As baby boomers age, some are outliving their ability to drive. That’s why it’s important to have a transportation plan, and East Carolina University occupational therapists are helping older drivers plan for continued independence — with or without a driver’s license.
Dr. Anne Dickerson, professor of occupational therapy who has studied driving more than 25 years, believes vehicles mean much more to baby boomers than just transportation. The baby-boom generation, those born from 1946-1964, was the first to use motor vehicles for social networking — think Sunday drives, drive-in theaters and restaurants.
“When we got our licenses, the world immediately expanded. We grew up with the car — it was only in the 1950s that cars were affordable and available to more families in the U.S.,” said Dickerson, a baby boomer herself. “Today our children and grandchildren connect with the world through technology: the internet and their cellphones, which are almost a part of their bodies.”
While research shows drivers in their 60s have the lowest crash rates, fatalities increase with age, especially in drivers over 80. In a recent study by the Insurance Institute for Highway Safety, data showed that drivers in their 70s are now less likely to be involved in a fatal crash than drivers aged 35-54.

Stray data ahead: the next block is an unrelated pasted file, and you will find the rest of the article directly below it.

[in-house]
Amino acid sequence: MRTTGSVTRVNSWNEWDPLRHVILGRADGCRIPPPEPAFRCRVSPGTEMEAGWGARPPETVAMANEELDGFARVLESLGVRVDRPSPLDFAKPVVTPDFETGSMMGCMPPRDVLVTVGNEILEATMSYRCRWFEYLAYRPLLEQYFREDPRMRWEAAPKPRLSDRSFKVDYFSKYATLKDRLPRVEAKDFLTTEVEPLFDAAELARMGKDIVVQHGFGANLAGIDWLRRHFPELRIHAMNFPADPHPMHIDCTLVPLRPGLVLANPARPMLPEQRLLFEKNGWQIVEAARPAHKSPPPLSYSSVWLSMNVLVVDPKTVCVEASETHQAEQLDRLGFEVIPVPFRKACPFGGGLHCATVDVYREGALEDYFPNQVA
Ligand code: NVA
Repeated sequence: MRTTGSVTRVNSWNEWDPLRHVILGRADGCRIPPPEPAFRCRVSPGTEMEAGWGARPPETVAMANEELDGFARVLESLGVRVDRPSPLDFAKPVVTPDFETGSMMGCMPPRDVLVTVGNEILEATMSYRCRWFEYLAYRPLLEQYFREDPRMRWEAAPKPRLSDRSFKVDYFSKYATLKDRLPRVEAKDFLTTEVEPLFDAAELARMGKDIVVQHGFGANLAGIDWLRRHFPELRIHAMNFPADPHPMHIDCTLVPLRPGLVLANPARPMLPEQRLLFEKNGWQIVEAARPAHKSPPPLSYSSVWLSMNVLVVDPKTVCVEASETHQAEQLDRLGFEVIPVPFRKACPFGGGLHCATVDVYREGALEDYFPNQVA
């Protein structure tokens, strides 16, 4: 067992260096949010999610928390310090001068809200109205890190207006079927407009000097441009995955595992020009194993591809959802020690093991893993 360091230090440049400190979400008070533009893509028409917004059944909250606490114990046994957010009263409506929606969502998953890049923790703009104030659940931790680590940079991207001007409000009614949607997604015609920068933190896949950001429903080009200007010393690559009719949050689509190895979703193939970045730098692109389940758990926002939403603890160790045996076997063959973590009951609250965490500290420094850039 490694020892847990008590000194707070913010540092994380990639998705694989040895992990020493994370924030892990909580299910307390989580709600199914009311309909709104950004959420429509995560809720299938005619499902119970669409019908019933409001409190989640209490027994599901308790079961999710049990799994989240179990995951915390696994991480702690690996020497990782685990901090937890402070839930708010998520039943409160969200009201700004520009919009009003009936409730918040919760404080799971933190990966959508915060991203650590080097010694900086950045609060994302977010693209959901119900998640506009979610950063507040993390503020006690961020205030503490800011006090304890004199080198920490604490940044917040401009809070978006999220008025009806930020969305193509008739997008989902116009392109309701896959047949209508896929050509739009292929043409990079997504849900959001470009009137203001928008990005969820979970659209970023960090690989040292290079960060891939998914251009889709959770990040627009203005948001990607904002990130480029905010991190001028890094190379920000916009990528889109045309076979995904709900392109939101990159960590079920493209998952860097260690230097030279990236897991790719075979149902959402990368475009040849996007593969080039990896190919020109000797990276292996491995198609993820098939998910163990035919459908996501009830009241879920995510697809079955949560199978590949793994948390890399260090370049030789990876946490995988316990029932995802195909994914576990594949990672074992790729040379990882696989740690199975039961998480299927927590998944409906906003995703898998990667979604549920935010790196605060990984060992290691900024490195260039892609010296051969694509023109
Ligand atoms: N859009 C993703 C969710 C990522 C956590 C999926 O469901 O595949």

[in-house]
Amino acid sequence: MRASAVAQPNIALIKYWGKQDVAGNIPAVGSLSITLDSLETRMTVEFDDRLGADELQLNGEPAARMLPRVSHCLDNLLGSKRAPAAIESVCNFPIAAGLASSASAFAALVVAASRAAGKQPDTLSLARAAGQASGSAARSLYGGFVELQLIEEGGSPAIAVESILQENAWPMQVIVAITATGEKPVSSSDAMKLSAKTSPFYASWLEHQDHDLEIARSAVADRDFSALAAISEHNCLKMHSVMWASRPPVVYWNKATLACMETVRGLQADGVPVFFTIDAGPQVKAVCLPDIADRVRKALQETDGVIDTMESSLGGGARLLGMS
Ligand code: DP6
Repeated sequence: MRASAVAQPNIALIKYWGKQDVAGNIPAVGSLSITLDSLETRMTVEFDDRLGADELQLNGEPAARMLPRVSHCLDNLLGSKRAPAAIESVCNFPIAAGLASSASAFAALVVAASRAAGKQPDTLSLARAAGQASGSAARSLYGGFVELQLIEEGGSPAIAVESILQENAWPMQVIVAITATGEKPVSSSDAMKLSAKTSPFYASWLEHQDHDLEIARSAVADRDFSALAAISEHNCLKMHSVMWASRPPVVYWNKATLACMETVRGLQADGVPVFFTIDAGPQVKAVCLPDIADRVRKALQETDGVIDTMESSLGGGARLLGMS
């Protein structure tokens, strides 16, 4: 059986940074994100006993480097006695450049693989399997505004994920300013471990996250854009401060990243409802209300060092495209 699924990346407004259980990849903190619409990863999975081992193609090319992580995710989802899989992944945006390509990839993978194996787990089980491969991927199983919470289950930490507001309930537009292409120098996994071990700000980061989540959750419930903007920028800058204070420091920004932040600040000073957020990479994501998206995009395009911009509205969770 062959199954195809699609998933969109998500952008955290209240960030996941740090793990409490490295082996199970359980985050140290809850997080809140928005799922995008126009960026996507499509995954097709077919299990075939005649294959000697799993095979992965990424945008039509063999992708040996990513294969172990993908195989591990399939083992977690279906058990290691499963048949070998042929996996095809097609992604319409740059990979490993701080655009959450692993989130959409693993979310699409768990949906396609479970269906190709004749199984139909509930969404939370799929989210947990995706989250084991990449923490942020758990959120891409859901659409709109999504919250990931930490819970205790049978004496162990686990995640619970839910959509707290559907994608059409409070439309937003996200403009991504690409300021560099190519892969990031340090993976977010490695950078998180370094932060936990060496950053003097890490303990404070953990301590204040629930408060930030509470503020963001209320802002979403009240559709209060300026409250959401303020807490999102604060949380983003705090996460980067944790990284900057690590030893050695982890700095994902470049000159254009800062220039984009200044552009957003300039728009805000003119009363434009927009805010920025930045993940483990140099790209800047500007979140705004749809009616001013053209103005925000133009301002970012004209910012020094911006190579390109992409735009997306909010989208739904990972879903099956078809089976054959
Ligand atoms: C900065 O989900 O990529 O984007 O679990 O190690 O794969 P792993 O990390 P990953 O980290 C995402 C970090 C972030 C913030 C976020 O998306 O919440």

While that’s good news, it’s important to plan for the future, when changes in eyesight or other medical conditions can result in a recommendation to restrict or cease driving, Dickerson said.
“The literature has shown that quality of life and participation in life roles decrease when older adults stop driving,” said Dr. Lynne Murphy, ECU assistant professor of occupational therapy, who is leading a study with older drivers on transportation planning. “We are hoping to help them develop a plan to continue to participate in valued activities and roles by using other means of transportation. We are hopeful that we can reduce that decline for older adults.”